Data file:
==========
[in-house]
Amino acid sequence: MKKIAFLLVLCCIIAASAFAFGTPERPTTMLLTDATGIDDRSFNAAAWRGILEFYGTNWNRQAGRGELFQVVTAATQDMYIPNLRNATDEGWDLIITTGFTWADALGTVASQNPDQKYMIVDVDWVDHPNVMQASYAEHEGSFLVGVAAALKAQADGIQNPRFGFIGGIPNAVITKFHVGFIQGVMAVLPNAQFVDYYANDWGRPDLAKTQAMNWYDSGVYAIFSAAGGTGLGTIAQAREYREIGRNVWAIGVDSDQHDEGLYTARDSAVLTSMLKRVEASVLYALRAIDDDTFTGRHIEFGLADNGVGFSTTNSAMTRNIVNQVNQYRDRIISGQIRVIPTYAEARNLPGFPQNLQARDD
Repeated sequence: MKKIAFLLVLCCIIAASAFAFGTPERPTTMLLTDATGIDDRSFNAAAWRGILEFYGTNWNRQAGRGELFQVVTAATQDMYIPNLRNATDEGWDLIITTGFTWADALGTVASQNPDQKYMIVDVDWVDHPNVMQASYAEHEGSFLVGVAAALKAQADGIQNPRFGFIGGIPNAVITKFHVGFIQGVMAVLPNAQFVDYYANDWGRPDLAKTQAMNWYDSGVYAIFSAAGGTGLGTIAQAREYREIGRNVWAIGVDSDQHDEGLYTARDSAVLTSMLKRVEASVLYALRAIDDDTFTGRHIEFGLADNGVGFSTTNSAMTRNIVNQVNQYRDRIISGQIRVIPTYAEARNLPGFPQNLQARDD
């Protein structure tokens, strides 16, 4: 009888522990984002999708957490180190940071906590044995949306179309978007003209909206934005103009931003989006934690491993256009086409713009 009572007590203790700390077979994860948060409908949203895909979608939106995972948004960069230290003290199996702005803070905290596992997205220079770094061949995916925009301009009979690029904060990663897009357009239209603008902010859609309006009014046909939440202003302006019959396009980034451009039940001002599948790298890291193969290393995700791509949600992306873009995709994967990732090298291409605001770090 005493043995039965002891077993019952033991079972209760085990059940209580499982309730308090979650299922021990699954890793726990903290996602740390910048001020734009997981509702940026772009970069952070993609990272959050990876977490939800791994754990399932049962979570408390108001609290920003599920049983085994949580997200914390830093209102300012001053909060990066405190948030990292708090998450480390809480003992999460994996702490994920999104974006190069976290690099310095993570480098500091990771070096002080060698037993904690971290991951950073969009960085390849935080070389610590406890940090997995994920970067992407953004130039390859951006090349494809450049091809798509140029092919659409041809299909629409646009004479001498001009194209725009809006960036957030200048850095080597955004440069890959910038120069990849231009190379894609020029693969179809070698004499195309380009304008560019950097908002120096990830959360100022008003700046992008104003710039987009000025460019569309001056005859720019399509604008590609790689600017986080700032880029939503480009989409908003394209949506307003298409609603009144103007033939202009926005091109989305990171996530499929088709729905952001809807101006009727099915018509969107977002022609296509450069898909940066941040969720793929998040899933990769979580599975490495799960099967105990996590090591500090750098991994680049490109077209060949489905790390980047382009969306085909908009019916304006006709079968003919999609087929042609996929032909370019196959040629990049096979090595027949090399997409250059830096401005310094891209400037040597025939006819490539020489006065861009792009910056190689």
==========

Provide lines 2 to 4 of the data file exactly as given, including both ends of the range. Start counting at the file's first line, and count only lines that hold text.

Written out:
Amino acid sequence: MKKIAFLLVLCCIIAASAFAFGTPERPTTMLLTDATGIDDRSFNAAAWRGILEFYGTNWNRQAGRGELFQVVTAATQDMYIPNLRNATDEGWDLIITTGFTWADALGTVASQNPDQKYMIVDVDWVDHPNVMQASYAEHEGSFLVGVAAALKAQADGIQNPRFGFIGGIPNAVITKFHVGFIQGVMAVLPNAQFVDYYANDWGRPDLAKTQAMNWYDSGVYAIFSAAGGTGLGTIAQAREYREIGRNVWAIGVDSDQHDEGLYTARDSAVLTSMLKRVEASVLYALRAIDDDTFTGRHIEFGLADNGVGFSTTNSAMTRNIVNQVNQYRDRIISGQIRVIPTYAEARNLPGFPQNLQARDD
Repeated sequence: MKKIAFLLVLCCIIAASAFAFGTPERPTTMLLTDATGIDDRSFNAAAWRGILEFYGTNWNRQAGRGELFQVVTAATQDMYIPNLRNATDEGWDLIITTGFTWADALGTVASQNPDQKYMIVDVDWVDHPNVMQASYAEHEGSFLVGVAAALKAQADGIQNPRFGFIGGIPNAVITKFHVGFIQGVMAVLPNAQFVDYYANDWGRPDLAKTQAMNWYDSGVYAIFSAAGGTGLGTIAQAREYREIGRNVWAIGVDSDQHDEGLYTARDSAVLTSMLKRVEASVLYALRAIDDDTFTGRHIEFGLADNGVGFSTTNSAMTRNIVNQVNQYRDRIISGQIRVIPTYAEARNLPGFPQNLQARDD
């Protein structure tokens, strides 16, 4: 009888522990984002999708957490180190940071906590044995949306179309978007003209909206934005103009931003989006934690491993256009086409713009 009572007590203790700390077979994860948060409908949203895909979608939106995972948004960069230290003290199996702005803070905290596992997205220079770094061949995916925009301009009979690029904060990663897009357009239209603008902010859609309006009014046909939440202003302006019959396009980034451009039940001002599948790298890291193969290393995700791509949600992306873009995709994967990732090298291409605001770090 005493043995039965002891077993019952033991079972209760085990059940209580499982309730308090979650299922021990699954890793726990903290996602740390910048001020734009997981509702940026772009970069952070993609990272959050990876977490939800791994754990399932049962979570408390108001609290920003599920049983085994949580997200914390830093209102300012001053909060990066405190948030990292708090998450480390809480003992999460994996702490994920999104974006190069976290690099310095993570480098500091990771070096002080060698037993904690971290991951950073969009960085390849935080070389610590406890940090997995994920970067992407953004130039390859951006090349494809450049091809798509140029092919659409041809299909629409646009004479001498001009194209725009809006960036957030200048850095080597955004440069890959910038120069990849231009190379894609020029693969179809070698004499195309380009304008560019950097908002120096990830959360100022008003700046992008104003710039987009000025460019569309001056005859720019399509604008590609790689600017986080700032880029939503480009989409908003394209949506307003298409609603009144103007033939202009926005091109989305990171996530499929088709729905952001809807101006009727099915018509969107977002022609296509450069898909940066941040969720793929998040899933990769979580599975490495799960099967105990996590090591500090750098991994680049490109077209060949489905790390980047382009969306085909908009019916304006006709079968003919999609087929042609996929032909370019196959040629990049096979090595027949090399997409250059830096401005310094891209400037040597025939006819490539020489006065861009792009910056190689």